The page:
A recent study compared the personality of a set of schoolchildren measured in 1950 with those same schoolchildren 63 years later. The study found no correlation between how teachers assessed the children's personality at the time, and how close friends assess their personality now. It appears that every one of these children had changed their personality over their lifetime. Other studies have suggested that for shorter periods, tens of years, your personality stays pretty constant. But this study shows exactly the opposite.

I'm sure that we are all familiar with meeting an old school friend after many years, and being amazed at how much they had changed. Well, it seems that the same applies to you.

Harris, et al. Personality Stability From Age 14 to Age 77 Years. Psychology and Aging. 2016 Dec; 31(8): 862–874. doi: 10.1037/pag0000133


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change the metaphor

Change the metaphor to fit the 21st Century

It is time to change the metaphor hypnotherapy uses

Time to change the metaphor

I am always trying to think up new ways of dealing with old problems. I like writing scripts that use a fresh approach. However, on looking through some recent scripts I realized that I have unconsciously been using the same tired old metaphors as everyone else. It is time to change the metaphor.

The classic example is the NLP Fast Phobia Technique. This consists of imagining you are sitting in a cinema and watching your phobia play out on the cinema screen. Then you are told that you can change the speed of the movie or run it backwards. This metaphor has to be sixty or seventy years old. It is based on technology that was once glamorous and exciting, and part of everyone’s life. But that time is long gone. Cinema attendances plummeted years ago. People now get entertainment from their cellphones.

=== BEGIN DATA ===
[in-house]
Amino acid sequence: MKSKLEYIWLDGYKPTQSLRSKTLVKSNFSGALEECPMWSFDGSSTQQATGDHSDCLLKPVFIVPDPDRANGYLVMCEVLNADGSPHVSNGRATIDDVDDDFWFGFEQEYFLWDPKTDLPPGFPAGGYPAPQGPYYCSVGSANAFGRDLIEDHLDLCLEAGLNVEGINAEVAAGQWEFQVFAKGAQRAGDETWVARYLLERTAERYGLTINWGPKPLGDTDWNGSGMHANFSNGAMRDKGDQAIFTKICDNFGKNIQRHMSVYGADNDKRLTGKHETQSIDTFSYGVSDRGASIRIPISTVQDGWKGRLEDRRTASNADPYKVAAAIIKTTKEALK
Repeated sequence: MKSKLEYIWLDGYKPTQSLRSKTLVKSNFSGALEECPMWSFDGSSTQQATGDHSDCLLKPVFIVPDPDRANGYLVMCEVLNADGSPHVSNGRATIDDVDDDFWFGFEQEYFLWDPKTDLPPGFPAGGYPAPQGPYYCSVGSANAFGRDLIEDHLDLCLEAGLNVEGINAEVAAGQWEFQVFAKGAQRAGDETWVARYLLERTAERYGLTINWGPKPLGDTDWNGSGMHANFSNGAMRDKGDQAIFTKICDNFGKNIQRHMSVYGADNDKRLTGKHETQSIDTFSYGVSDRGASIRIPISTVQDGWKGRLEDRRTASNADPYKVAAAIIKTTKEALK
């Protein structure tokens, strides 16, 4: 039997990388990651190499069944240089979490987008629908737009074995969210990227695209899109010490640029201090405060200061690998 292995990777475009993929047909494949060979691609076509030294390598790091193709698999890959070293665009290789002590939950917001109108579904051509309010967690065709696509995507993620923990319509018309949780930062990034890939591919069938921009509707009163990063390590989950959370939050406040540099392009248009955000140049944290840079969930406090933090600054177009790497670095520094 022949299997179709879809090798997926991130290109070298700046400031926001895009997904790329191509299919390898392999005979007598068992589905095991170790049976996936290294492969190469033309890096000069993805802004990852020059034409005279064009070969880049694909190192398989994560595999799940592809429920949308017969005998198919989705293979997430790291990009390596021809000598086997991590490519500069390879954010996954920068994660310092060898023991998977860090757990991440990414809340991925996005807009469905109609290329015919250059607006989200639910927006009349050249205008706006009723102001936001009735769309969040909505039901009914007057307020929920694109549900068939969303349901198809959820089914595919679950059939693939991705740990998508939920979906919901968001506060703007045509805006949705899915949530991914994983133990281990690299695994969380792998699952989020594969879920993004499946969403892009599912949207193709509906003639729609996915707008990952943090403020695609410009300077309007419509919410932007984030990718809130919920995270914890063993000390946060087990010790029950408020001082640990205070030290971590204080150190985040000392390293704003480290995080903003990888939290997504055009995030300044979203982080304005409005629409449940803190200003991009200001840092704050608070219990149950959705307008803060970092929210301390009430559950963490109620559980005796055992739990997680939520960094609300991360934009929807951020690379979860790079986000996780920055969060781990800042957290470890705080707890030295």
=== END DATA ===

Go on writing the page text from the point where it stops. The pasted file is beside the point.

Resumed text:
Think of all the standard induction scripts. They are all about stairs and escalators, opening doors, walking through a pubic park. We still do all these things but walking through public gardens is hardly an everyday event for most people. In fact going for a walk isn’t a daily event either, or even something a lot of people look forward to. And what about the swinging watch. When was the last time you saw someone wearing a pocket watch? Kids don’t even wear wristwatches these days.

Change the metaphor to include new technology

So I think we need to re-connect to the technology that people use every day. I have never seen a script that uses GPS as the metaphor, although it has been around for ten years. I have never seen a script about getting a fax. Or email. What about a script about Facebook? Are there any scripts about self-driving cars?

And what about popular culture?  Where are the scripts based on Harry Potter. Or Star Wars? Sherlock Holmes is a major TV event. How about using Sherlock as a way to find the source of your problems?

I think I need to start thinking about what technology is new and exciting today. The world is full of marvelous, almost magical technology, and we need to use that to make a better connection to our clients. We really need to bring our metaphors into the 21st century.

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dealing with death

How to help someone dealing with death

Most people just don't know what to do around death.